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Art in Eighteenth-Century Rome


Giambattista Nolli
Como 1701–1756 Rome

La Nuova Pianta di Roma

etching, second state
75 1/4 x 86 1/4 inches
1912 x 2190 mm



Private Collection, Turin
with Shapero Rare Books, London
Private Collection, United Kingdom

This 1748 map of Rome, known as La Nuova Pianta di Roma, is the work of Giambattista Nolli, an architect and planner originally from Lombardy.  It is considered one of the most accurate, elegant, and celebrated maps of Rome, a milestone in the history of art and cartography. This map allows its viewer to see Rome as it was in the 18th century—a city that was on the cusp of modernity while still connected to its Ancient roots.

Nolli’s map is famed for its departure from the frequently produced ‘view-map’, which portrayed the city with a bird’s eye view. Rather, Nolli’s map is a ‘plan-map’, specifically a ‘figure-ground plan’ map, where all public and semi-public spaces are shown in white, emphasizing the diverse nature of the city during the 18th century. Inhabited areas are shaded, a feature which displays the population density of the city at the time. While this map of Rome is not the first of its kind, as Leonardo Bufalini (1486/1500–1556) created a similar type of map in 1551, Nolli’s map went far beyond Bufalini in its attention to detail and more precise measurements (Vatican Library, VcBA 11052240). Additionally, Nolli was the first to orient the city to the north as opposed to the east, as had been done by previous cartographers. Engravings representing Ancient and modern Rome designed by the painter Stefano Pozzi decorate the outer parts of the map, adding visual embellishment to Nolli’s purely topographical depiction of the city.

La Nuova Pianta di Roma was commissioned in 1736 and then presented to Pope Benedict XIV Lambertini in 1748. It was printed on twelve separate sheets, which were then labeled and bound together alongside a smaller-scale map that featured engravings by Giovanni Battista Piranesi. Although the smaller-scale map would not have included as much detail as the much-larger twelve-sheet map, it was valued for its portability and used in the 18th century by visitors to the city. An additional engraving by Nolli depicting a plan of ancient Rome, which was based on Bufalini’s 1551 rendition (Metropolitan Museum of Art, 1977.661.2), was also a part of this binding.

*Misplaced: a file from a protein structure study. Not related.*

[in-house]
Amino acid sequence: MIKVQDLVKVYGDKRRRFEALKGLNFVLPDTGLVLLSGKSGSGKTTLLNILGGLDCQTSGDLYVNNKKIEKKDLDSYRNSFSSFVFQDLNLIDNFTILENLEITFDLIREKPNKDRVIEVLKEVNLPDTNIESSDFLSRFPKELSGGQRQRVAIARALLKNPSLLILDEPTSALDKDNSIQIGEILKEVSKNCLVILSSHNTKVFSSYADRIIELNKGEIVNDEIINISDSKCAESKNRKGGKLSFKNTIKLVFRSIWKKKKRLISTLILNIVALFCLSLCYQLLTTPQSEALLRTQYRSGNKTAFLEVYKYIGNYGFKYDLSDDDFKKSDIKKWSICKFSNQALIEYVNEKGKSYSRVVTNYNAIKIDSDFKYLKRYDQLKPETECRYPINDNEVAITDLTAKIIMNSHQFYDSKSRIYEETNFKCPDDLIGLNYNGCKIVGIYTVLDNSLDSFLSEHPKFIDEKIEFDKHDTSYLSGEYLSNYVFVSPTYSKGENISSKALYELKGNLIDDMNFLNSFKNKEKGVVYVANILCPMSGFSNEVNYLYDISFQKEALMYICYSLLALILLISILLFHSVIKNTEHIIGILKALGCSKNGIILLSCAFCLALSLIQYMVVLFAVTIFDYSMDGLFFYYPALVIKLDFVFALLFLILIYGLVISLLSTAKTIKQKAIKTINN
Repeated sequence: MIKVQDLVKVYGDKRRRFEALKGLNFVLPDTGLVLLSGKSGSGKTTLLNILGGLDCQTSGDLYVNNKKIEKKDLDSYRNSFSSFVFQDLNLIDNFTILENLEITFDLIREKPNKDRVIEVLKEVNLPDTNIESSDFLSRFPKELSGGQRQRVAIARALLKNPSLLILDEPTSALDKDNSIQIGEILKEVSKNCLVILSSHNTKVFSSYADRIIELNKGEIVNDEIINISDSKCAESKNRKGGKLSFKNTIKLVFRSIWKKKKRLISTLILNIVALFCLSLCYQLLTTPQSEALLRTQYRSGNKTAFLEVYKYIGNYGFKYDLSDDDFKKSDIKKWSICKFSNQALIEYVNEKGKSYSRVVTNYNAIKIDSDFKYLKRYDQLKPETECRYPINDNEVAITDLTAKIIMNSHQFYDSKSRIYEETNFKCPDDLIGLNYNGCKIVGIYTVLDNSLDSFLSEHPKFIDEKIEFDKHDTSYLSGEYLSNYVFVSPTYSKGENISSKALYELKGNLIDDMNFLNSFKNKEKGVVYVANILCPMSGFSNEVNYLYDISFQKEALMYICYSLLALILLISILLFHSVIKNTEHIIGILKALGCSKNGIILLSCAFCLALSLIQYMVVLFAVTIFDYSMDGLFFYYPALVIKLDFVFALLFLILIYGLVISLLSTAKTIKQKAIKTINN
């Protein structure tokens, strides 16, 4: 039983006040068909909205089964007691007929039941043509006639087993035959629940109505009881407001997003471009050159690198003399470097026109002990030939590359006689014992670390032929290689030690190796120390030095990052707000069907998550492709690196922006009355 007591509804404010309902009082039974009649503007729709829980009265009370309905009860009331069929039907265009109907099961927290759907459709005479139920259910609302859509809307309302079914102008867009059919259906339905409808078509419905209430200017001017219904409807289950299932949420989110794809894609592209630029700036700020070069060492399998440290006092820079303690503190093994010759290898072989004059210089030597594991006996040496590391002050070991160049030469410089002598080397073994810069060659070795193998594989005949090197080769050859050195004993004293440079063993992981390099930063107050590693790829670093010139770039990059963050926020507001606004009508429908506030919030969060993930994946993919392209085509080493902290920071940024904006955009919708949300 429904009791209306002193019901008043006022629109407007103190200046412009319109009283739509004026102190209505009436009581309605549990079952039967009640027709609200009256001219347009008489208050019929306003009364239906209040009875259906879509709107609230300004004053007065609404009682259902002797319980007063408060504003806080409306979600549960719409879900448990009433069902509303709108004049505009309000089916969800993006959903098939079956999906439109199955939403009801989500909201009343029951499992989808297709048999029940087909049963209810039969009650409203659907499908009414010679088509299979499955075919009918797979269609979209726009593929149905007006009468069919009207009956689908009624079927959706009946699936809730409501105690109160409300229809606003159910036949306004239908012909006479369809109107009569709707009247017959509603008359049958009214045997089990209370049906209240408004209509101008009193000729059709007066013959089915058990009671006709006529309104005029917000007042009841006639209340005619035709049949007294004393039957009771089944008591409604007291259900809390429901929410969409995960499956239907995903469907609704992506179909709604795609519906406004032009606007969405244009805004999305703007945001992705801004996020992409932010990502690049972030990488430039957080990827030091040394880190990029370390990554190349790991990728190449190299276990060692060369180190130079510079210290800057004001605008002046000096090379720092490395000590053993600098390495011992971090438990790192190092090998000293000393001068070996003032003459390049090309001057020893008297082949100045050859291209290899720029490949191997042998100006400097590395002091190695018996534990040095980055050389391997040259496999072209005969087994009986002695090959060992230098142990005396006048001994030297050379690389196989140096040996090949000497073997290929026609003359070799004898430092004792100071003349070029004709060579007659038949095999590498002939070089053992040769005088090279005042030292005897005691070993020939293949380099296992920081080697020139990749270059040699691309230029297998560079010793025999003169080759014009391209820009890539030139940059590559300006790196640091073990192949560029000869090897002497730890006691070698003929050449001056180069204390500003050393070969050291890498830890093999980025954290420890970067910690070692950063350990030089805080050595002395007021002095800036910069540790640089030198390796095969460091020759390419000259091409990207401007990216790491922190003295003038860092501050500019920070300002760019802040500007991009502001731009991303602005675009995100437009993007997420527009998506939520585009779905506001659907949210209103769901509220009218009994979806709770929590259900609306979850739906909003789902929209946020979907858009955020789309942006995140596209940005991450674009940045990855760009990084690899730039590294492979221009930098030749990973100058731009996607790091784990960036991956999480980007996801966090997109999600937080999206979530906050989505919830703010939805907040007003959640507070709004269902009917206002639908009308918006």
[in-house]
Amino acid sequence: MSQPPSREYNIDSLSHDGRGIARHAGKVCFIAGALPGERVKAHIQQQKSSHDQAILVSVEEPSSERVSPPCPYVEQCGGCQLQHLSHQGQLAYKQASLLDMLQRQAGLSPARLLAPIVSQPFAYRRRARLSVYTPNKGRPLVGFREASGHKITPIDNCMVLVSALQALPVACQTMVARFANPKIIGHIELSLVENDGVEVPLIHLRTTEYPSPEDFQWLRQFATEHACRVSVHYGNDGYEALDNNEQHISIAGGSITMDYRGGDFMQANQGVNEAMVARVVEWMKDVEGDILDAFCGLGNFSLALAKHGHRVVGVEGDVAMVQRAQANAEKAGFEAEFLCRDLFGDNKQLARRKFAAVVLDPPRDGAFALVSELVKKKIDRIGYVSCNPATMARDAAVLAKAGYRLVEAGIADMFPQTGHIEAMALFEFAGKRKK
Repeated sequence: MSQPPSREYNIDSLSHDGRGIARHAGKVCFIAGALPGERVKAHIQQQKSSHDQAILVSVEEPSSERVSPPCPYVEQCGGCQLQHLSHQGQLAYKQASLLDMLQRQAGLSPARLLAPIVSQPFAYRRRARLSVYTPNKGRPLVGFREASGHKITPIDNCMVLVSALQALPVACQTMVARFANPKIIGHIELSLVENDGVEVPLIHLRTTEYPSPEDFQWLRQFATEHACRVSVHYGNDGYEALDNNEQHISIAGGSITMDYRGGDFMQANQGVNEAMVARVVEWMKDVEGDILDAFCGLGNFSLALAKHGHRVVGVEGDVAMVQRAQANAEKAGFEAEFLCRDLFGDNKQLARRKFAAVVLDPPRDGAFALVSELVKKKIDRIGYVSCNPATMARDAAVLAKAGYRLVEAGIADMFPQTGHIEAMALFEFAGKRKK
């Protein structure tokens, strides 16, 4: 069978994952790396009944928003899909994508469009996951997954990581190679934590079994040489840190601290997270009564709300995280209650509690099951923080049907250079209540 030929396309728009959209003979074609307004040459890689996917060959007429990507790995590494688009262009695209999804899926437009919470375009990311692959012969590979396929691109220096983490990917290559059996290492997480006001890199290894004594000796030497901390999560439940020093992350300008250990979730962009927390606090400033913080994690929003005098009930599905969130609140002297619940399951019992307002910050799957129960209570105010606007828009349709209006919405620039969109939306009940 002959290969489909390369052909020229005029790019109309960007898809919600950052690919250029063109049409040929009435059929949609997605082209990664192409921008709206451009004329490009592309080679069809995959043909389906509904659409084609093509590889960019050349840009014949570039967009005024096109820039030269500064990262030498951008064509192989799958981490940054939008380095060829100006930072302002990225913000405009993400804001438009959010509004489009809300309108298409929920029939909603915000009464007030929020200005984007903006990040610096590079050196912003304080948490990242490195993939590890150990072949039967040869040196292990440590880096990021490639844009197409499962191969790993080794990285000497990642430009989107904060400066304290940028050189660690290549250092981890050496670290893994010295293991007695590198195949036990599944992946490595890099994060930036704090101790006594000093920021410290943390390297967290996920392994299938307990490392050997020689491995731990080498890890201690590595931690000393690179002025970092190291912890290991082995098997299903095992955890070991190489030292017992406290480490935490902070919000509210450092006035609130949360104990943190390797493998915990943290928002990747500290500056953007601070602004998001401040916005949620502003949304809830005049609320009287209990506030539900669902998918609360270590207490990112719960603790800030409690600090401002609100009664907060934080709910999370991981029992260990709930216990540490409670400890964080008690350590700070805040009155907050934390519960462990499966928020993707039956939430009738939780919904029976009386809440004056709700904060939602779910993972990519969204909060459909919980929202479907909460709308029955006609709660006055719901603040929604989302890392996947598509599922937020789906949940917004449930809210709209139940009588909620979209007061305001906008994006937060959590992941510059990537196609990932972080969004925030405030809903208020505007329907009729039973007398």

The engravings around the map feature images of Classical landmarks such as the Colosseum, Arch of Constantine, the Forum, and Trajan’s Column.  The allegorical figures Romulus and Remus are depicted in the lower left corner, shown as broken statuary. On the right, a personification of the Church is shown seated in front of the Capitoline and its buildings designed by Michelangelo. These vignettes situate the map within the 18th century through their elegant rendition of modern structures, while alluding to the Ancient history of the city through the inclusion of decorative Roman ruins and allegorical figures. Thus, this map is a fascinating commentary on the way that the modern and the antique connected in 18th-century Rome. Pozzi’s decision to include illustrations of imaginary ruins in his engraving was perhaps an artistic decision spurred by the vogue for Panini’s painted capricci. More specific Antique references were also utilized by painters of Grand Tour portraits such as Pompeo Batoni, Angelika Kauffmann and Anton von Maron (see cat. 41).

It is difficult to overstate the importance of Nolli’s La Nuova Pianta di Roma, as it was the model for every subsequent 18th-century urban map in Europe. Nolli’s map was also utilized by the city as an important record for centuries after its creation, despite the changes in structures over the years as the city grew outside its original footprint and its density changed. The farmland portrayed here around the city’s center would eventually disappear along with most of the private estates and gardens within the original city walls. Together with paintings such as Gaspar Vanvitelli’s The ‘Casino’ of Cardinal Annibale Albani on the Via Aurelia (see cat. 2), Nolli’s map survives as a record of a Rome during this period before the onslaught of urbanization in the late 19th century totally changed the character of the city and its former relationship with the countryside. An award-winning interactive digital version of this map, initially created by the University of Oregon in 2005 with funding from the J. Paul Getty foundation, has become a reference point for scholars of urban history.❖

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